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Index Funds: Rising tides to lift all boats?

This is Part 3 of our special series on index funds, in which we will talk about what kind of people can benefit from investing in index funds and how to make a good choice for your portfolio. Read Part 1 and Part 2 if you haven’t read them already.


Index funds are a good choice of investment for a broad chunk of the investing public. The crazy rise of index funds as a popular investment option is clear, especially if one looks at data over the last half a decade. Let’s take a closer look at these two points, along with some tips on what investors should look out for when picking an index fund today.

Who can consider investing in index funds?

The simple answer? They are suitable for beginners, seasoned veterans, and everyone in between- as long as you know what you value.

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If you’re a new investor and don’t have an MF distributor or professional advisor yet, choosing the right stocks or funds for your portfolio can be tricky. Index funds make this process easy for you, as they are not dependent on a fund manager’s unique styles or ideas. Since you don’t have to go through or analyse P&L statements or balance sheets of multiple companies, compare different product types, study fund manager philosophies, choosing index funds means that the complexity level behind your decisions can reduce significantly.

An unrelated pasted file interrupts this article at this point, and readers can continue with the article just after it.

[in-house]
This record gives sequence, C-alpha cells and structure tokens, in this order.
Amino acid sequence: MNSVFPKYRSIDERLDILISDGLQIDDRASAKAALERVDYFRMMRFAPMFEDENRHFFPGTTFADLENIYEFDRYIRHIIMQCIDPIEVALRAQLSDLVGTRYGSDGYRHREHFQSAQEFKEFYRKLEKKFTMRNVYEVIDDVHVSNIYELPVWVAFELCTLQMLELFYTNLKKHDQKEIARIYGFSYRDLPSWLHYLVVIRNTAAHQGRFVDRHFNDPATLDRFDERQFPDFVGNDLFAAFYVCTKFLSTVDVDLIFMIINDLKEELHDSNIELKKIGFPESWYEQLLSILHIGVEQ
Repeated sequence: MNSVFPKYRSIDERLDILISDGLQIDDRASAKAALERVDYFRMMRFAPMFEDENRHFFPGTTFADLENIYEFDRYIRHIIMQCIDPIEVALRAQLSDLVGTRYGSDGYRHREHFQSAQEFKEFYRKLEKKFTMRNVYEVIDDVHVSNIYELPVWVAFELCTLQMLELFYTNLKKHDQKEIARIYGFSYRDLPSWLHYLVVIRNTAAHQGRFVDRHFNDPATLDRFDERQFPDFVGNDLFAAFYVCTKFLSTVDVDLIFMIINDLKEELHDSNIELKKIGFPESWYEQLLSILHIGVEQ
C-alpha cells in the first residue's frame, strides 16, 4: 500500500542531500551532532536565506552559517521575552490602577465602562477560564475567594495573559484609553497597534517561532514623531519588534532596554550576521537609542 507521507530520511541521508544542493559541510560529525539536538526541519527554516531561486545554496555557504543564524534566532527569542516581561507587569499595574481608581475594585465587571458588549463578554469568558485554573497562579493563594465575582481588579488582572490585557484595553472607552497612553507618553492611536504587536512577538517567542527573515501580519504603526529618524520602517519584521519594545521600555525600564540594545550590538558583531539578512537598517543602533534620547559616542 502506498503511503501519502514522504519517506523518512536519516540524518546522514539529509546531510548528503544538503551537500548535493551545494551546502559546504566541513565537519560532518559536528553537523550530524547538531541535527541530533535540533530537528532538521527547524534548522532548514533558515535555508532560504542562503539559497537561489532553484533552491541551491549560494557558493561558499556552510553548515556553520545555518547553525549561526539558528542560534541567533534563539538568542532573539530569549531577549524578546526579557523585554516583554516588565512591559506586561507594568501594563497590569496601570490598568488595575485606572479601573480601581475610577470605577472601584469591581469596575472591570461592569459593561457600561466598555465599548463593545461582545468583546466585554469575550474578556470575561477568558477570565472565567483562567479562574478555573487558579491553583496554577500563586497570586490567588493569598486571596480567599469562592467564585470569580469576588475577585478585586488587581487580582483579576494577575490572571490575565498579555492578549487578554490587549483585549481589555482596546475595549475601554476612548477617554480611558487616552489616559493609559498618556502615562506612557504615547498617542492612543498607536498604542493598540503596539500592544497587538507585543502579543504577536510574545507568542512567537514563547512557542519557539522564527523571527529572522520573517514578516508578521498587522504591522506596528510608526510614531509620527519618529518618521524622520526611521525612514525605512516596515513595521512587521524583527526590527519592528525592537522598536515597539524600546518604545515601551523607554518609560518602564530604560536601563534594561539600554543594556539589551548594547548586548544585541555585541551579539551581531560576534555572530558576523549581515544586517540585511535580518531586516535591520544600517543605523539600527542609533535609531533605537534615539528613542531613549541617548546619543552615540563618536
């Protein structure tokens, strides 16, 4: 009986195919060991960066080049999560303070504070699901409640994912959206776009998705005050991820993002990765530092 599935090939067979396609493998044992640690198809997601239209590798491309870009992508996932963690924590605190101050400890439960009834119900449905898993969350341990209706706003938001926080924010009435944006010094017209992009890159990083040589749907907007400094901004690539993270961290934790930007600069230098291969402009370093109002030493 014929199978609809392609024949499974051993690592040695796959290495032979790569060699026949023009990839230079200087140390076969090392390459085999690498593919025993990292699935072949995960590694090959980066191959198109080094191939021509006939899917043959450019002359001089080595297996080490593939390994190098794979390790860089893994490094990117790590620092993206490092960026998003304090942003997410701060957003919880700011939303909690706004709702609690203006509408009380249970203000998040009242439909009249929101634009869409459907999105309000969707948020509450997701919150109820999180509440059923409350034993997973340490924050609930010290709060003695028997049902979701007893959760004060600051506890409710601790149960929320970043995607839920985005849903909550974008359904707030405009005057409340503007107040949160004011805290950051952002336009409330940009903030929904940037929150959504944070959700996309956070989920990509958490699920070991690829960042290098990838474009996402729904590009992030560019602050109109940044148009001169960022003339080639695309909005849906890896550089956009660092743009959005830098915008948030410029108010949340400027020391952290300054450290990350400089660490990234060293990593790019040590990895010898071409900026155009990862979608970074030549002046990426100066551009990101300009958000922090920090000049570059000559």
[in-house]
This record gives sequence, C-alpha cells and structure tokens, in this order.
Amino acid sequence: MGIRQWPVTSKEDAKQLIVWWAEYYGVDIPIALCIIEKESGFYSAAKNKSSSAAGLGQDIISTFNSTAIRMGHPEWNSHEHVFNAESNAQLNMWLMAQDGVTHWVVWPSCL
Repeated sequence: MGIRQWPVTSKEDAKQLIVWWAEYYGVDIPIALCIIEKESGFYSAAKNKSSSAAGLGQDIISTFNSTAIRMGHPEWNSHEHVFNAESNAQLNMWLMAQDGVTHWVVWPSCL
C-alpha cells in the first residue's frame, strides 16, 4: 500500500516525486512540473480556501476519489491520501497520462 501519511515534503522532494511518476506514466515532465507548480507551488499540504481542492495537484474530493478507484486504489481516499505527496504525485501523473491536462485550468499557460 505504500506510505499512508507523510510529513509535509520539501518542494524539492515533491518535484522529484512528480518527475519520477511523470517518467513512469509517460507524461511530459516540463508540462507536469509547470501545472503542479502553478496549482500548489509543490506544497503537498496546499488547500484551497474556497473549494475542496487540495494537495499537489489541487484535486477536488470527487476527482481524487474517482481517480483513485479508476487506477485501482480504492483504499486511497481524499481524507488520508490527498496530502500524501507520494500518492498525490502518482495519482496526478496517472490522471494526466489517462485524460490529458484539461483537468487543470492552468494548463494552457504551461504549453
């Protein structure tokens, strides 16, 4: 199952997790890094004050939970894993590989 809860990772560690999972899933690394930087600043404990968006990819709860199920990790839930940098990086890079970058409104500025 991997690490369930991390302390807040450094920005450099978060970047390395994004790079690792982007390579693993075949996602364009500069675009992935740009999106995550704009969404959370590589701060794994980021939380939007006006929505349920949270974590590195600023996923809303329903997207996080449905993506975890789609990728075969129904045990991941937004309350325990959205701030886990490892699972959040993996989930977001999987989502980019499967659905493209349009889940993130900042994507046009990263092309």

If you’re a relatively experienced trader/ investor but have struggled to make money from the stock market, Index funds offer an easy, convenient way to begin building a diversified portfolio while still earning market returns. By not getting paralyzed due to uncertainty about how markets might move or knowing what to do next with your money, you will at least be able to stay in the game and earn returns that match the index, which means you’ll not miss out on the market itself!

And if you’re a seasoned investor who already has an existing portfolio of active funds, index funds offer multiple advantages:

- They help reduce costs due to having lower expense ratios (more on this below).

- In the short term, during market slumps, their performance can be better than that of active funds. The converse is also true, however: active funds can outperform index funds when markets rise.

- They can give you easy, hassle-free access specific themes or ideas. For instance, if you want an index fund related to the banking sector, you can choose any banking index that any AMC offers, as all of them are likely to be quite similar. Or for that matter a fund that gives you access to leading US Tech companies, for example a Nasdaq 100 based index fund.

This means whether you’re a newbie looking to make an entry into the investing world, or have 8-10 years+ experience investing or for that matter are a HNI or UHNI looking to reduce costs so the gains you make can increase, index funds offer a powerful alternative way of adding strength to your core portfolio. Which is why we say, #FlexWithIndex!

On the other side- if all you’re concerned about is getting the maximum returns possible (albeit with a relatively low probability of this happening) or investing in a fund or fund manager whose unique stock picking ability or investment philosophy resonates with you, then index funds might not be right for you.

How to select an index fund?